Underlying this episcopal stand-offishness about sharing responsibility is the powerful, largely unacknowledged influence of clericalism. The clericalism of American Catholicism, I once wrote, is like wallpaper—it’s been there so long you don’t see it any more. This kind of invisibility multiplies its capacity for doing harm.
Sad to say, many good bishops and pastors seem to believe they have buried the last vestiges of clericalism by promoting lay ministries, including the work of salaried “lay ecclesial ministers” who by an overwhelming margin are women. Twenty years ago, in Christifideles Laici, Pope John Paul II correctly pointed to the lay ministry craze as an expression of neo-clericalism. Few people paid attention then, and the craze persists. In commending the laity of the United States, as he will undoubtedly do, could Pope Benedict perhaps say a word about that? And also about personal vocation and its discernment as keys to finding the proper roles of all Catholics, but especially lay women and men, in the apostolate of the Church?
There is a desperate need for moral straight talk, too. Telling people who rarely or never go to Mass and take for granted their right to dissent that they’re good Catholics does a vast amount of harm. Giving Communion to Catholic politicians who support abortion is an especially egregious instance of it.
This year brings the 40th anniversary of Humanae Vitae. A priest who was brave enough to preach against contraception reported after the event, “The women got upset and the men got mad.” But the effort has to be made. The healthiest development in American Catholicism in a long time was the action of a courageous bishop in Worcester, Massachusetts, who told Holy Cross College it couldn’t go on claiming to be Catholic if it persisted— as it did—in providing space for a presentation by abortion groups Planned Parenthood and NARAL. Please suggest to Pope Benedict that he single out that bishop for praise. His session with Catholic university presidents, scheduled for April 17 in Washington, provides a great opportunity for that.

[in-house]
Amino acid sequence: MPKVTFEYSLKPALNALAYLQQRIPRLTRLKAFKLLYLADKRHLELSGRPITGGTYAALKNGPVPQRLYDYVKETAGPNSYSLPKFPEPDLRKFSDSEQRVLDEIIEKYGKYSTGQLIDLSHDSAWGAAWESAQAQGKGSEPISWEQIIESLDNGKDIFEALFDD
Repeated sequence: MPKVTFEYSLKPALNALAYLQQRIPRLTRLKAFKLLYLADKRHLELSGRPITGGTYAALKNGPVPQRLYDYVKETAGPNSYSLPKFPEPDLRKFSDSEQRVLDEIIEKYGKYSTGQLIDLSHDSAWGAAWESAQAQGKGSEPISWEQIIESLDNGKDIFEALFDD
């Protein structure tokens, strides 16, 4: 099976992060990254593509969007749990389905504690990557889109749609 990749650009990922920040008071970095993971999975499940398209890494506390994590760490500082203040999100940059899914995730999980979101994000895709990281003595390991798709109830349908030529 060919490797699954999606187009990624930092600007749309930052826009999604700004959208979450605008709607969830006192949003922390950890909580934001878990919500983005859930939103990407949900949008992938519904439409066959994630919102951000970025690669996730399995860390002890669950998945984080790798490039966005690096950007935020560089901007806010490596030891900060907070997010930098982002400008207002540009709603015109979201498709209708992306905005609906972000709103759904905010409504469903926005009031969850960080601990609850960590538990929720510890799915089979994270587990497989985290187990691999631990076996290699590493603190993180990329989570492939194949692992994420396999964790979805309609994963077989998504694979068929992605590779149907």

I’ve said too much—and there’s still more to say. In the end it comes down to honesty, and the Holy Father is an honest man as well as a highly intelligent and courteous one. Jesus tells us, “The truth will make you free” (John 8:32), but today illusion—the illusion that we aren’t doing so bad—is choking the life out of the Catholic Church in the United States. More than anything, we need to hear Pope Benedict speak the truth with the loving candor of the good pastor that he is when he comes to visit us in April. I pray for the success of your important work.